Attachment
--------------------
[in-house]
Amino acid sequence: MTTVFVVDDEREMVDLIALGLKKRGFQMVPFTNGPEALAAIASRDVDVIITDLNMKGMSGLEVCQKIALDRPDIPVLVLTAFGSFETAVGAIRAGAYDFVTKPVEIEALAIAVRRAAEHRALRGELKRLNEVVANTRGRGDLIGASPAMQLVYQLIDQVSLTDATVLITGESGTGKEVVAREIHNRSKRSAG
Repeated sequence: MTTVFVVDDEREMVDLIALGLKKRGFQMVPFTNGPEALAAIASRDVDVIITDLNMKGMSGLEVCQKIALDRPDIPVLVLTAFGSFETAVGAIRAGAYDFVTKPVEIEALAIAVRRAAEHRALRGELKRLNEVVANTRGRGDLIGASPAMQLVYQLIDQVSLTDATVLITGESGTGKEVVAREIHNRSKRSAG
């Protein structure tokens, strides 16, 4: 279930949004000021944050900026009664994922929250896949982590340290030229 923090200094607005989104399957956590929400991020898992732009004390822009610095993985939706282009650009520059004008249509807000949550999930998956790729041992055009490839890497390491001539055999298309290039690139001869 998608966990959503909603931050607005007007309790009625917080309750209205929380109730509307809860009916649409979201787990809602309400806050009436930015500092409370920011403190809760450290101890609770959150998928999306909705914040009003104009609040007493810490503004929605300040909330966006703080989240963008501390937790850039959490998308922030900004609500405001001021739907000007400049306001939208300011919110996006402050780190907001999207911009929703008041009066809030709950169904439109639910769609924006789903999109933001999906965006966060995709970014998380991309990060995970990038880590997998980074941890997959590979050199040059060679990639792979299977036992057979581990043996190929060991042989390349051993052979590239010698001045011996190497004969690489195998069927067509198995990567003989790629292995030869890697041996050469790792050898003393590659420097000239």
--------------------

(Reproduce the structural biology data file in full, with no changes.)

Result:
[in-house]
Amino acid sequence: MTTVFVVDDEREMVDLIALGLKKRGFQMVPFTNGPEALAAIASRDVDVIITDLNMKGMSGLEVCQKIALDRPDIPVLVLTAFGSFETAVGAIRAGAYDFVTKPVEIEALAIAVRRAAEHRALRGELKRLNEVVANTRGRGDLIGASPAMQLVYQLIDQVSLTDATVLITGESGTGKEVVAREIHNRSKRSAG
Repeated sequence: MTTVFVVDDEREMVDLIALGLKKRGFQMVPFTNGPEALAAIASRDVDVIITDLNMKGMSGLEVCQKIALDRPDIPVLVLTAFGSFETAVGAIRAGAYDFVTKPVEIEALAIAVRRAAEHRALRGELKRLNEVVANTRGRGDLIGASPAMQLVYQLIDQVSLTDATVLITGESGTGKEVVAREIHNRSKRSAG
């Protein structure tokens, strides 16, 4: 279930949004000021944050900026009664994922929250896949982590340290030229 923090200094607005989104399957956590929400991020898992732009004390822009610095993985939706282009650009520059004008249509807000949550999930998956790729041992055009490839890497390491001539055999298309290039690139001869 998608966990959503909603931050607005007007309790009625917080309750209205929380109730509307809860009916649409979201787990809602309400806050009436930015500092409370920011403190809760450290101890609770959150998928999306909705914040009003104009609040007493810490503004929605300040909330966006703080989240963008501390937790850039959490998308922030900004609500405001001021739907000007400049306001939208300011919110996006402050780190907001999207911009929703008041009066809030709950169904439109639910769609924006789903999109933001999906965006966060995709970014998380991309990060995970990038880590997998980074941890997959590979050199040059060679990639792979299977036992057979581990043996190929060991042989390349051993052979590239010698001045011996190497004969690489195998069927067509198995990567003989790629292995030869890697041996050469790792050898003393590659420097000239």